By Emily Nguyen
As the world of publishing changes to accommodate social media, young writers suddenly have access to a wide audience typically blocked off by publishers. Self-publishing, online blogs, and other areas of publishing that lack traditional “gatekeepers” have garnered a negative reputation despite (or because of) the availability and quantity of online writing. If anyone can post their work, it makes sense that the quality of the work may be questionable.
These days, however, many young writers start building their fan bases online and over social media. Agents and publishers increasingly depend on authors with social media presence in order to connect with fans and establish a brand. Traditionally “successful” authors have admitted to writing fanfiction, like Rainbow Rowell and Cassandra Clare. The changes create an interesting atmosphere in the writing community, where online experience and popularity becomes invaluable but online creators can be delegitimized.
I reached out to three successful poets on Tumblr in hopes of exploring their thoughts. I asked a series of ten questions about their writing backgrounds, their experiences as online creators, and their perspectives on traditional publishing. The first poet I contacted was Caitlyn Siehl, who runs a popular poetry blog and has published two full-length poetry books and co-edited two poetry anthologies.
How and why did you first start posting your writing online?
Caitlyn Siehl: I started writing and sharing it online my freshman year of college. I lived in a horrible dorm and I was just having a terrible time adjusting to life away from home, so I made a Tumblr. After following a bunch of other writing blogs, I just kind of got this overwhelming urge to start sharing my work.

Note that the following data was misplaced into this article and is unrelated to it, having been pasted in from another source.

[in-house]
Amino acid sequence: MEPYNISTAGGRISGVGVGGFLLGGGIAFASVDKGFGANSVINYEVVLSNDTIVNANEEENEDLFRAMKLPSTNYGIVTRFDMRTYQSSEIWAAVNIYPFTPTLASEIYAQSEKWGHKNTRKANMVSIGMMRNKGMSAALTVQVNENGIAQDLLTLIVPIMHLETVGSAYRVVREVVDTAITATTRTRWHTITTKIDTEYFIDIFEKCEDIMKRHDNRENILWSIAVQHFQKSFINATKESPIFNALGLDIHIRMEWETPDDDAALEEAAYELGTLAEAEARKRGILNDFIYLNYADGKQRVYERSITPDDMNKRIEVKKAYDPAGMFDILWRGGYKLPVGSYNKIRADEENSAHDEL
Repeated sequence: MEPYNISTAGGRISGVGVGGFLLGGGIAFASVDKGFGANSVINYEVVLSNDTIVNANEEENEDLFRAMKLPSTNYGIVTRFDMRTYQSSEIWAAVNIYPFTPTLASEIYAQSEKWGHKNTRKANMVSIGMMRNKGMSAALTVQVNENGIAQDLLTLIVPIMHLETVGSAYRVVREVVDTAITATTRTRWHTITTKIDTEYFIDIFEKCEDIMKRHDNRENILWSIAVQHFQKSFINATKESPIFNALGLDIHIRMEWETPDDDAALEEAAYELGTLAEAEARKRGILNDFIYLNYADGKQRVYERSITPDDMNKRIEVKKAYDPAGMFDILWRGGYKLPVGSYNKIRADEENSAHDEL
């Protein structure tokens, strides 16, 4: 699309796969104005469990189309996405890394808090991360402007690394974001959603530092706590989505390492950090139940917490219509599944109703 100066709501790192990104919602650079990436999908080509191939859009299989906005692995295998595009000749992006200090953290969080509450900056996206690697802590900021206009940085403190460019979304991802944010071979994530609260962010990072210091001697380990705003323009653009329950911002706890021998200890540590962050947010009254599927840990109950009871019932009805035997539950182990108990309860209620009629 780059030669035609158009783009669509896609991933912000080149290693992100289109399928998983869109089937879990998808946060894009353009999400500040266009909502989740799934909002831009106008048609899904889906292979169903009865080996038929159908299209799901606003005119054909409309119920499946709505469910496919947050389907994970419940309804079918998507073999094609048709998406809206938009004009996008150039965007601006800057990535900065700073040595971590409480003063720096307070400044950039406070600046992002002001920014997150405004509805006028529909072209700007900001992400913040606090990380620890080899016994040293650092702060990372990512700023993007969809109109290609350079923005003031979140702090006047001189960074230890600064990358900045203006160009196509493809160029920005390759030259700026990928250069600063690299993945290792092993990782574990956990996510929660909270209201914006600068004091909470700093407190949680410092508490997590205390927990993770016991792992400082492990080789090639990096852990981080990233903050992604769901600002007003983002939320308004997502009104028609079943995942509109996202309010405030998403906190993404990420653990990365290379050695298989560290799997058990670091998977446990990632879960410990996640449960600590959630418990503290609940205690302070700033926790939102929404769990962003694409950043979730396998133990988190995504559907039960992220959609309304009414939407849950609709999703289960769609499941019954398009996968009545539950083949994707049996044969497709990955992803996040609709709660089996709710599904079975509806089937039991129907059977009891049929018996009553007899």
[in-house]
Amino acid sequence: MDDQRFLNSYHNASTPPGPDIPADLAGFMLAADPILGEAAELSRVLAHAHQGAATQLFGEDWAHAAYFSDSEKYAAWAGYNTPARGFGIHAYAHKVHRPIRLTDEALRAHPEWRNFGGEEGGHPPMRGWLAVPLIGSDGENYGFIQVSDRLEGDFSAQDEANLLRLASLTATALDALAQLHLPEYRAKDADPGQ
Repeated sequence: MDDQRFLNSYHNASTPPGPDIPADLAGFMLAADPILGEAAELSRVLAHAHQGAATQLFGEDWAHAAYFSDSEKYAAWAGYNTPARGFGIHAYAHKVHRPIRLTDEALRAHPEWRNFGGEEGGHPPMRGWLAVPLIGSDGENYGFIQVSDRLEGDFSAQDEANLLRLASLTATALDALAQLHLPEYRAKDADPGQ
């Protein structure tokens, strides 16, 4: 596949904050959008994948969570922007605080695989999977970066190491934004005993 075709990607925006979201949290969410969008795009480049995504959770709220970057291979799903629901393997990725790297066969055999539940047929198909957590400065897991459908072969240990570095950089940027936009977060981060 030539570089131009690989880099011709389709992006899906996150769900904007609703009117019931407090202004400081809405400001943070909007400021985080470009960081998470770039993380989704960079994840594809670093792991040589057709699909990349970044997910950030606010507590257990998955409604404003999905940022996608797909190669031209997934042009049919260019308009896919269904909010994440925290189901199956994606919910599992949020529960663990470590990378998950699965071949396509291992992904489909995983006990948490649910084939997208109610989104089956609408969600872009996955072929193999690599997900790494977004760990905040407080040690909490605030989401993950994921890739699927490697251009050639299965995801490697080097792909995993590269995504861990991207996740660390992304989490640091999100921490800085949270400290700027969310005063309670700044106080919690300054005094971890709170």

About how long did it take for your work to start gaining traction?
CS: A long time. I had been on Tumblr for about 2 years before my writing really started to take off. One of my poems, “Do Not Fall In Love With People Like Me” sort of went viral, and that’s when everything began. That was in 2014, I believe.
Are you planning to pursue writing as a career (a sole/main source of income)? If so, are you considering traditional publishing i.e. getting an agent/going through a publishing house?
CS: Writing is always going to be a part of my life, and I am definitely trying to make it a larger part, but I have many different passions that I plan on pursuing. Writing will always be important to me but I don’t see myself doing that and that alone.
A lot of people look down on self-publishing because there aren’t any “gatekeepers” (agents, publishing houses) to keep out lower quality work. Do you think this is a valid criticism?
CS: I don’t see it that way at all. I have a lot of friends who have had incredible success with self-publishing. Other well-known artists such as Lora Mathis and Trista Mateer have self-published work.
The publishing industry as a whole is often slow to embrace new technologies. Have you encountered anyone who judged you or made you feel less legitimate as an online writer?